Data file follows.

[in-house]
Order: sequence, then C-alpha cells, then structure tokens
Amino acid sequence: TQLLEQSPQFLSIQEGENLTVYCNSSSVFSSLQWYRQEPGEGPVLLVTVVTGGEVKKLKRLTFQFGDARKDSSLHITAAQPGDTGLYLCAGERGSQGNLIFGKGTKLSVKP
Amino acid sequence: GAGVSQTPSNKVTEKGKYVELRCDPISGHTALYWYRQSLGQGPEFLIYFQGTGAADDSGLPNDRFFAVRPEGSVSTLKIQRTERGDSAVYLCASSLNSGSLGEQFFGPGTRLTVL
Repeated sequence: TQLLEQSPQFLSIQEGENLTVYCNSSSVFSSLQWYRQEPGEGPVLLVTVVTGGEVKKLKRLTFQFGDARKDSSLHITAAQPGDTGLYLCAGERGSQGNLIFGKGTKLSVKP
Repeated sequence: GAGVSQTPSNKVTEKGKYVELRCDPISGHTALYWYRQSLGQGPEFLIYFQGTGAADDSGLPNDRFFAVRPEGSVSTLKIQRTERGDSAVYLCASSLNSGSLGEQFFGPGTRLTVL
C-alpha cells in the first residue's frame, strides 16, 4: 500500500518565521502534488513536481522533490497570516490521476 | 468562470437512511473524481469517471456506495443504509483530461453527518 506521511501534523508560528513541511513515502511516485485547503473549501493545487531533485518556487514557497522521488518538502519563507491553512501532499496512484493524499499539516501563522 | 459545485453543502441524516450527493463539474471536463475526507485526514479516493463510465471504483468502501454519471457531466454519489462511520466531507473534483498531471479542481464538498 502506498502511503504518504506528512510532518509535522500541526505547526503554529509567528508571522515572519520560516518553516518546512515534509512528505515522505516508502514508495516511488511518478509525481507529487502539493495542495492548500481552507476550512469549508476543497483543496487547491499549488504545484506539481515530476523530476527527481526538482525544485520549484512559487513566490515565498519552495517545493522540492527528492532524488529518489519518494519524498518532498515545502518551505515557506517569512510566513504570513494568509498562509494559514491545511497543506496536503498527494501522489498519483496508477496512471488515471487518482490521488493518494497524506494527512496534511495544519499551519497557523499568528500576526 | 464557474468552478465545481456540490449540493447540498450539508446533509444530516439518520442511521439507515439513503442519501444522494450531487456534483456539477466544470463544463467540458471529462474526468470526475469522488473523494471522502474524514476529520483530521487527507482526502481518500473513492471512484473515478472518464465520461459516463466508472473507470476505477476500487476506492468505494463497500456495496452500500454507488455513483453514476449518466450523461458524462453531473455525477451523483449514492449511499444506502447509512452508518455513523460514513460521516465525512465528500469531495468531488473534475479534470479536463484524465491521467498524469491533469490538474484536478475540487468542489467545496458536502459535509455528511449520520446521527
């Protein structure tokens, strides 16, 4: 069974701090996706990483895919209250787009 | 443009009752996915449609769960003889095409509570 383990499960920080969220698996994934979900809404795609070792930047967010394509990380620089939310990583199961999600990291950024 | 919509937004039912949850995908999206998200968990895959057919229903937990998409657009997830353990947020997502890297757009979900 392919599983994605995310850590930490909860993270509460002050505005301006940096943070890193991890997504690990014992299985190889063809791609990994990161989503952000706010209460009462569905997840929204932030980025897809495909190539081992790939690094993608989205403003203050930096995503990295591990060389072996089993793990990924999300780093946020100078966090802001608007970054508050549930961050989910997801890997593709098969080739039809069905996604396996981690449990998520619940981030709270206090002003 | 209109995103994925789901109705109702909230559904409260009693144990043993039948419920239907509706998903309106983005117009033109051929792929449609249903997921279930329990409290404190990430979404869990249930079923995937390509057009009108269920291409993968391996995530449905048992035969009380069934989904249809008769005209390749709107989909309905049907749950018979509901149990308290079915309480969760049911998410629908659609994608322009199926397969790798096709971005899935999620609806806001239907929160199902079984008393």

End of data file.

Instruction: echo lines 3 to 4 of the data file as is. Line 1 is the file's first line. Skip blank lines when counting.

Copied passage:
Amino acid sequence: TQLLEQSPQFLSIQEGENLTVYCNSSSVFSSLQWYRQEPGEGPVLLVTVVTGGEVKKLKRLTFQFGDARKDSSLHITAAQPGDTGLYLCAGERGSQGNLIFGKGTKLSVKP
Amino acid sequence: GAGVSQTPSNKVTEKGKYVELRCDPISGHTALYWYRQSLGQGPEFLIYFQGTGAADDSGLPNDRFFAVRPEGSVSTLKIQRTERGDSAVYLCASSLNSGSLGEQFFGPGTRLTVL